Robinhood Settles SEC Charges Of Misleading Customers

Published on

The Securities and Exchange Commission (SEC) charged trading app Robinhood with misleading users about how it makes money and not delivering on its promise of offering the best trade execution. Robinhood has now settled those SEC charges without admitting to or denying the agency’s claims.

Get The Full Ray Dalio Series in PDF

Get the entire 10-part series on Ray Dalio in PDF. Save it to your desktop, read it on your tablet, or email to your colleagues

Q3 2020 hedge fund letters, conferences and more

Robinhood settles SEC charges

According to CNBC, Robinhood agreed to pay a civil penalty of $65 million to settle the SEC charges. An attorney for the company said the practices "do not reflect Robinhood today." Robinhood is a Silicon Valley start-up that plans to hold an initial public offering eventually. It has raised over $1 billion this year, taking its valuation to $11.7 billion.

The SEC said that between 2015 and late 2018, Robinhood "made misleading statements and omissions in customer communications, including in FAQ pages on its website, about its largest revenue source when describing how it made money. Specifically, the agency said Robinhood misled customers about payments from trading firms in exchange for sending customer orders to those firms for execution.

One of the trading app's selling points was that all trades were "commission-free," but because of its usually high payments from trading firms in exchange for orders, also known as payment for order flow, customer orders were executed at prices that were "inferior to other brokers' prices," the SEC said in a statement.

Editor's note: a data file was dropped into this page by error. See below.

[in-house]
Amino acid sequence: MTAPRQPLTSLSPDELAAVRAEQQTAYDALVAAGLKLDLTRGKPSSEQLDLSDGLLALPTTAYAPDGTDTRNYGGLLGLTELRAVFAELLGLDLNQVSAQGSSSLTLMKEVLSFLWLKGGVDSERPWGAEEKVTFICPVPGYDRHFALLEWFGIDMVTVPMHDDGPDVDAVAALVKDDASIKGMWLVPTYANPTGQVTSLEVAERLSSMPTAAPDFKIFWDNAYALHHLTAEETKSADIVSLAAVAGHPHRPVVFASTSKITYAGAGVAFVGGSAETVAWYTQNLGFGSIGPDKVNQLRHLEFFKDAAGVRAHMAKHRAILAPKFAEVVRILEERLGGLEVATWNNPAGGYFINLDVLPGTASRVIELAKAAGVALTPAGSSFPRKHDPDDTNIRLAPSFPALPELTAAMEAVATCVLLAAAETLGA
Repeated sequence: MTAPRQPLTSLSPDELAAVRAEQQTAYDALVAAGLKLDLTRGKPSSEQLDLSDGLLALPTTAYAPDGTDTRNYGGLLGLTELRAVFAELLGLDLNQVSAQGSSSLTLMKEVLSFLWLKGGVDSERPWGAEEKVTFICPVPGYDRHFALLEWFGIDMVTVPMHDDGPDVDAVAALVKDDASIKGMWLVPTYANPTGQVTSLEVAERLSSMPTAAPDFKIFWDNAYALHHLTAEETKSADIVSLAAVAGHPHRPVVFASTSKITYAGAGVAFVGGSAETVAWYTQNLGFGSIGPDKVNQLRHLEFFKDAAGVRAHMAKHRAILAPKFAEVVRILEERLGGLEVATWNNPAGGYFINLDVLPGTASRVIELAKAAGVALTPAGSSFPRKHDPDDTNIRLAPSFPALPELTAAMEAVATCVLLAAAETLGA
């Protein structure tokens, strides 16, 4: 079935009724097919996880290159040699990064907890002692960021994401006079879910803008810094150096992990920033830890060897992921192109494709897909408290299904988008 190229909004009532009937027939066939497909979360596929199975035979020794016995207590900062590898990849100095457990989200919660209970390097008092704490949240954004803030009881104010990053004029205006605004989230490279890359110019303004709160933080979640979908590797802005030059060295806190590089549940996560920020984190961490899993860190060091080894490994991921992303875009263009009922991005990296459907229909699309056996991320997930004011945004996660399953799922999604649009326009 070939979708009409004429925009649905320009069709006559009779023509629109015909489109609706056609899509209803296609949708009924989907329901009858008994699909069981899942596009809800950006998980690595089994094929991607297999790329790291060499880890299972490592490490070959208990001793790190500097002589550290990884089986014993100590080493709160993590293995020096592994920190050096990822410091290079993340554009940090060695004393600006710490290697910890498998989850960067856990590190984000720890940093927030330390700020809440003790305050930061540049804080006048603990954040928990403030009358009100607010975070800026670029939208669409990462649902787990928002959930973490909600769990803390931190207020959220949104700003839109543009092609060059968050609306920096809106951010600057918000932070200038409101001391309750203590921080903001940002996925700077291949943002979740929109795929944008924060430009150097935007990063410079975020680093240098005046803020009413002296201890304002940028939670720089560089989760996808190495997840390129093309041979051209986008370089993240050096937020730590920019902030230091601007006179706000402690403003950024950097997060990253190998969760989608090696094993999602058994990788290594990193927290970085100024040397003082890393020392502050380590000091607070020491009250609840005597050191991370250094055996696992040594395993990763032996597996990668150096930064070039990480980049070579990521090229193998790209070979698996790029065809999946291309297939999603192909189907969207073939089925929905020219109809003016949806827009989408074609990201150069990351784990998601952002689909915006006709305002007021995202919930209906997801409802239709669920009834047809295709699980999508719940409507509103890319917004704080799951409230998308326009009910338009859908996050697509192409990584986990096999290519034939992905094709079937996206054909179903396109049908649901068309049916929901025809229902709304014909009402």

Payment for order flow

According to CNBC, accepting payments for order flow from Wall Street firms is controversial, but it's legal, and most electronic brokers do it. In fact, the practice represents Robinhood's largest source of revenue. An SEC filing reveals that the company received $180 million in such payments during the second quarter.

The regulator also found that Robinhood's trade prices were inferior to other electronic brokers, costing customers $34.1 million even after the savings they received from not paying commission. The company has seen record growth this year due to the unprecedented volatility caused by the pandemic. During the first four months of the year, Robinhood collected a record 3 million new customers.

The SEC's charges against Robinhood come one day after regulators in Massachusetts filed another complaint alleging that the trading app acted like a predator while marketing to inexperienced investors.